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J Exp Med. 2018 Nov 5;215(11):2748-2759. doi: 10.1084/jem.20181003. Epub 2018 Sep 26.

Urine-derived lymphocytes as a non-invasive measure of the bladder tumor immune microenvironment.

Author information

1
Cancer Immunology Unit, University College London (UCL) Cancer Institute, London, England, UK.
2
Research Department of Haematology, UCL Cancer Institute, London, England, UK.
3
Department of Oncology, UCL Cancer Institute, London, England, UK.
4
Department of Oncology, University College London Hospital, London, England, UK.
5
Division of Infection and Immunity, University College London, London, England, UK.
6
Department of Medical Oncology, The Royal Marsden NHS Foundation Trust, London, England, UK.
7
Department of Urology, University College London Hospital at Westmoreland Street, London, England, UK.
8
Division of Surgical and Interventional Sciences, University College London, London, England, UK.
9
The Francis Crick Institute, London, England, UK.
10
Department of Cellular Pathology, University College London Hospital, London, England, UK.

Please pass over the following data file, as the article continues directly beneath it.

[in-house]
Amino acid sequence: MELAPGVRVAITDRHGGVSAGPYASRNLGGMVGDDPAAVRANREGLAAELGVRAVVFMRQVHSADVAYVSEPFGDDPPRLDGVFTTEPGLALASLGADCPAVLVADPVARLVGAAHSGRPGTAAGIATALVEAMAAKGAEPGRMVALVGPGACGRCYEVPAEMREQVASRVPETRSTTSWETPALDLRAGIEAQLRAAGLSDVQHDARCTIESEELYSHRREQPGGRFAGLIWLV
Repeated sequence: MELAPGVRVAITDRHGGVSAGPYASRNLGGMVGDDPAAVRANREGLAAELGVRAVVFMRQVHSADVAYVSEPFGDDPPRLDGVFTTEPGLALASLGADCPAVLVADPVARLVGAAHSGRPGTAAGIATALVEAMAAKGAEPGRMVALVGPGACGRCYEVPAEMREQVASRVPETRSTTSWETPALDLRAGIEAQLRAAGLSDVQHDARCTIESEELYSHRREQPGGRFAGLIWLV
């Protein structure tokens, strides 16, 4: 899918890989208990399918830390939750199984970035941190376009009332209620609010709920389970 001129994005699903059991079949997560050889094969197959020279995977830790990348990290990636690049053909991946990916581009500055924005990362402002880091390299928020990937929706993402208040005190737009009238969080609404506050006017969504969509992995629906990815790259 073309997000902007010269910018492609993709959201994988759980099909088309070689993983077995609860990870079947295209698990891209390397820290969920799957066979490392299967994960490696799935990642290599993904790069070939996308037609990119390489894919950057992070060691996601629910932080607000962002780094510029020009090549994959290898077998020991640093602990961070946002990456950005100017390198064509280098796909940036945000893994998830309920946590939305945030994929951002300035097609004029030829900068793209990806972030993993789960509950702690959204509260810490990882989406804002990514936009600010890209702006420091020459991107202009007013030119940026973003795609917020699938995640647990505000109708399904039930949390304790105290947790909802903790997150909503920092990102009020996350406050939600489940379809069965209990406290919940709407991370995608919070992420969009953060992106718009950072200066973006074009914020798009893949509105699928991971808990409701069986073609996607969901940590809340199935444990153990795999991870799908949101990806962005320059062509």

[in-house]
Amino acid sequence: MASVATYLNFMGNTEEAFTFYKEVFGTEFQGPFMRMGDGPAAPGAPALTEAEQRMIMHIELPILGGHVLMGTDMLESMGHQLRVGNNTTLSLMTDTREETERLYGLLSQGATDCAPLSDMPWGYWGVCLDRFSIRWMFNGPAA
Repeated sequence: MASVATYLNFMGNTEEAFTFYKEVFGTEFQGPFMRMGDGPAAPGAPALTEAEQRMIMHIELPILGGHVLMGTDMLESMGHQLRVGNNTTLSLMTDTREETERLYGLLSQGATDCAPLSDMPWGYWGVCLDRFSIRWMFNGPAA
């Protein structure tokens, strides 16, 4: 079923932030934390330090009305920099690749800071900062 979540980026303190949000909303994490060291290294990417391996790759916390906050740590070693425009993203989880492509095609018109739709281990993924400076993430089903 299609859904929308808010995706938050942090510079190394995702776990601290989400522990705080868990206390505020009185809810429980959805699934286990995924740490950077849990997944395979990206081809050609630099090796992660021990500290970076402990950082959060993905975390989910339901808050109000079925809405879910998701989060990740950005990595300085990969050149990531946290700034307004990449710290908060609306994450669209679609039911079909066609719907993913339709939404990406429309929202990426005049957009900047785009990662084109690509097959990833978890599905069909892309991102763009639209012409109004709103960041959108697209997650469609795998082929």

11
Centre for Experimental Cancer Medicine, Barts Cancer Institute, Queen Mary University of London, London, England, UK.
12
Department of Oncology, UCL Cancer Institute, London, England, UK m.linch@ucl.ac.uk.
13
Cancer Immunology Unit, University College London (UCL) Cancer Institute, London, England, UK s.quezada@ucl.ac.uk.

Abstract

Despite the advances in cancer immunotherapy, only a fraction of patients with bladder cancer exhibit responses to checkpoint blockade, highlighting a need to better understand drug resistance and identify rational immunotherapy combinations. However, accessibility to the tumor prior and during therapy is a major limitation in understanding the immune tumor microenvironment (TME). Herein, we identified urine-derived lymphocytes (UDLs) as a readily accessible source of T cells in 32 patients with muscle invasive bladder cancer (MIBC). We observed that effector CD8+ and CD4+ cells and regulatory T cells within the urine accurately map the immune checkpoint landscape and T cell receptor repertoire of the TME. Finally, an increased UDL count, specifically high expression of PD-1 (PD-1hi) on CD8+ at the time of cystectomy, was associated with a shorter recurrence-free survival. UDL analysis represents a dynamic liquid biopsy that is representative of the bladder immune TME that may be used to identify actionable immuno-oncology (IO) targets with potential prognostic value in MIBC.

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